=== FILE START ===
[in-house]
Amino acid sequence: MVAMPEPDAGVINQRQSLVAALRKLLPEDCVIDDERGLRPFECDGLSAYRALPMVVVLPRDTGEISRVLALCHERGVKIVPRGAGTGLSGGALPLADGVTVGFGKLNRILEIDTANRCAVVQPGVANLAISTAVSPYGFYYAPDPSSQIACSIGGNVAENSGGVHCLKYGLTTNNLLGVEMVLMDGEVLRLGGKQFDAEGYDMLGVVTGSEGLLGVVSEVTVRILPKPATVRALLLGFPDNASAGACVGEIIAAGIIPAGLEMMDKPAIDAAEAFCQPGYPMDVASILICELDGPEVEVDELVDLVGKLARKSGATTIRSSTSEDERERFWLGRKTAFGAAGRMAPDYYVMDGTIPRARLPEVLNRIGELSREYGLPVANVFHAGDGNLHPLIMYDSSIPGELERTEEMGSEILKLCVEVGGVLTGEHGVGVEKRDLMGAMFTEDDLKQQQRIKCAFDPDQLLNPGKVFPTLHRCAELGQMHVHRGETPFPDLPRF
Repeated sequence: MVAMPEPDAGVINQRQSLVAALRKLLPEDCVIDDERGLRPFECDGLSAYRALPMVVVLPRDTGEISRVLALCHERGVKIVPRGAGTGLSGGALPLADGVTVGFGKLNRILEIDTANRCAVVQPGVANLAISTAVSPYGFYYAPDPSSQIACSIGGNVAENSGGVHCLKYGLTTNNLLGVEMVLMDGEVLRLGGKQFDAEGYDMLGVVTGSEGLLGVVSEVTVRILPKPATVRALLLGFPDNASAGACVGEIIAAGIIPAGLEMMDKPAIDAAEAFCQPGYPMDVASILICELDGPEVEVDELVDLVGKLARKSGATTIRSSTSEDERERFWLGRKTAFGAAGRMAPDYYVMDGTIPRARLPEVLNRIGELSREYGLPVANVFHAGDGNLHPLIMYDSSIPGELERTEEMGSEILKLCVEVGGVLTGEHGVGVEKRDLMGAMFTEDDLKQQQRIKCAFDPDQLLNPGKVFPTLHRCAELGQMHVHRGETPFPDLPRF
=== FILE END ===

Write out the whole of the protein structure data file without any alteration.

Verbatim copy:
[in-house]
Amino acid sequence: MVAMPEPDAGVINQRQSLVAALRKLLPEDCVIDDERGLRPFECDGLSAYRALPMVVVLPRDTGEISRVLALCHERGVKIVPRGAGTGLSGGALPLADGVTVGFGKLNRILEIDTANRCAVVQPGVANLAISTAVSPYGFYYAPDPSSQIACSIGGNVAENSGGVHCLKYGLTTNNLLGVEMVLMDGEVLRLGGKQFDAEGYDMLGVVTGSEGLLGVVSEVTVRILPKPATVRALLLGFPDNASAGACVGEIIAAGIIPAGLEMMDKPAIDAAEAFCQPGYPMDVASILICELDGPEVEVDELVDLVGKLARKSGATTIRSSTSEDERERFWLGRKTAFGAAGRMAPDYYVMDGTIPRARLPEVLNRIGELSREYGLPVANVFHAGDGNLHPLIMYDSSIPGELERTEEMGSEILKLCVEVGGVLTGEHGVGVEKRDLMGAMFTEDDLKQQQRIKCAFDPDQLLNPGKVFPTLHRCAELGQMHVHRGETPFPDLPRF
Repeated sequence: MVAMPEPDAGVINQRQSLVAALRKLLPEDCVIDDERGLRPFECDGLSAYRALPMVVVLPRDTGEISRVLALCHERGVKIVPRGAGTGLSGGALPLADGVTVGFGKLNRILEIDTANRCAVVQPGVANLAISTAVSPYGFYYAPDPSSQIACSIGGNVAENSGGVHCLKYGLTTNNLLGVEMVLMDGEVLRLGGKQFDAEGYDMLGVVTGSEGLLGVVSEVTVRILPKPATVRALLLGFPDNASAGACVGEIIAAGIIPAGLEMMDKPAIDAAEAFCQPGYPMDVASILICELDGPEVEVDELVDLVGKLARKSGATTIRSSTSEDERERFWLGRKTAFGAAGRMAPDYYVMDGTIPRARLPEVLNRIGELSREYGLPVANVFHAGDGNLHPLIMYDSSIPGELERTEEMGSEILKLCVEVGGVLTGEHGVGVEKRDLMGAMFTEDDLKQQQRIKCAFDPDQLLNPGKVFPTLHRCAELGQMHVHRGETPFPDLPRF